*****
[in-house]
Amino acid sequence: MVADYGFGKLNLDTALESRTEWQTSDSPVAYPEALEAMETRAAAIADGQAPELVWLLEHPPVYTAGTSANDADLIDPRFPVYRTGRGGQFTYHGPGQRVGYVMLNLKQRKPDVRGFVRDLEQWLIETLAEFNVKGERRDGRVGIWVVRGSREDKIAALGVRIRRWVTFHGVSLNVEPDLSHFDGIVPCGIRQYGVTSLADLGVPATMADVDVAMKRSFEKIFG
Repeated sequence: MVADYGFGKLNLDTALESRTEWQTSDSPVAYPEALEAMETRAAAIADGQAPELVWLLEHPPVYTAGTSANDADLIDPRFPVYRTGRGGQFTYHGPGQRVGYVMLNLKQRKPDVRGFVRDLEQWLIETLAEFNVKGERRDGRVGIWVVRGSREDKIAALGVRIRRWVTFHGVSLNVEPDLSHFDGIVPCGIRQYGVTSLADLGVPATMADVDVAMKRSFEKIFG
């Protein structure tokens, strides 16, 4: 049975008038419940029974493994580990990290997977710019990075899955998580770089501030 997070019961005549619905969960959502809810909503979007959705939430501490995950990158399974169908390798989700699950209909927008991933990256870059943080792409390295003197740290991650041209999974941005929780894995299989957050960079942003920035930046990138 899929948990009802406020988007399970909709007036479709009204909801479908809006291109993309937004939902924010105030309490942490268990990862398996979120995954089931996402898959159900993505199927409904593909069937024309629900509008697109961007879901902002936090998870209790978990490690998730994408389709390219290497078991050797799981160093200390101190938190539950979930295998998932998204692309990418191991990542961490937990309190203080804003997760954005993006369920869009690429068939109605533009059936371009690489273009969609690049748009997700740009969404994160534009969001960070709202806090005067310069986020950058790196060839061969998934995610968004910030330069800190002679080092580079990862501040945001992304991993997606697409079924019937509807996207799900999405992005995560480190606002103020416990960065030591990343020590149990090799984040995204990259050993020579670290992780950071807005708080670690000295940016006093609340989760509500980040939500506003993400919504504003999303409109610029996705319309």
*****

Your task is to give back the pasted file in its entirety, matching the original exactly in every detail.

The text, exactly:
[in-house]
Amino acid sequence: MVADYGFGKLNLDTALESRTEWQTSDSPVAYPEALEAMETRAAAIADGQAPELVWLLEHPPVYTAGTSANDADLIDPRFPVYRTGRGGQFTYHGPGQRVGYVMLNLKQRKPDVRGFVRDLEQWLIETLAEFNVKGERRDGRVGIWVVRGSREDKIAALGVRIRRWVTFHGVSLNVEPDLSHFDGIVPCGIRQYGVTSLADLGVPATMADVDVAMKRSFEKIFG
Repeated sequence: MVADYGFGKLNLDTALESRTEWQTSDSPVAYPEALEAMETRAAAIADGQAPELVWLLEHPPVYTAGTSANDADLIDPRFPVYRTGRGGQFTYHGPGQRVGYVMLNLKQRKPDVRGFVRDLEQWLIETLAEFNVKGERRDGRVGIWVVRGSREDKIAALGVRIRRWVTFHGVSLNVEPDLSHFDGIVPCGIRQYGVTSLADLGVPATMADVDVAMKRSFEKIFG
């Protein structure tokens, strides 16, 4: 049975008038419940029974493994580990990290997977710019990075899955998580770089501030 997070019961005549619905969960959502809810909503979007959705939430501490995950990158399974169908390798989700699950209909927008991933990256870059943080792409390295003197740290991650041209999974941005929780894995299989957050960079942003920035930046990138 899929948990009802406020988007399970909709007036479709009204909801479908809006291109993309937004939902924010105030309490942490268990990862398996979120995954089931996402898959159900993505199927409904593909069937024309629900509008697109961007879901902002936090998870209790978990490690998730994408389709390219290497078991050797799981160093200390101190938190539950979930295998998932998204692309990418191991990542961490937990309190203080804003997760954005993006369920869009690429068939109605533009059936371009690489273009969609690049748009997700740009969404994160534009969001960070709202806090005067310069986020950058790196060839061969998934995610968004910030330069800190002679080092580079990862501040945001992304991993997606697409079924019937509807996207799900999405992005995560480190606002103020416990960065030591990343020590149990090799984040995204990259050993020579670290992780950071807005708080670690000295940016006093609340989760509500980040939500506003993400919504504003999303409109610029996705319309």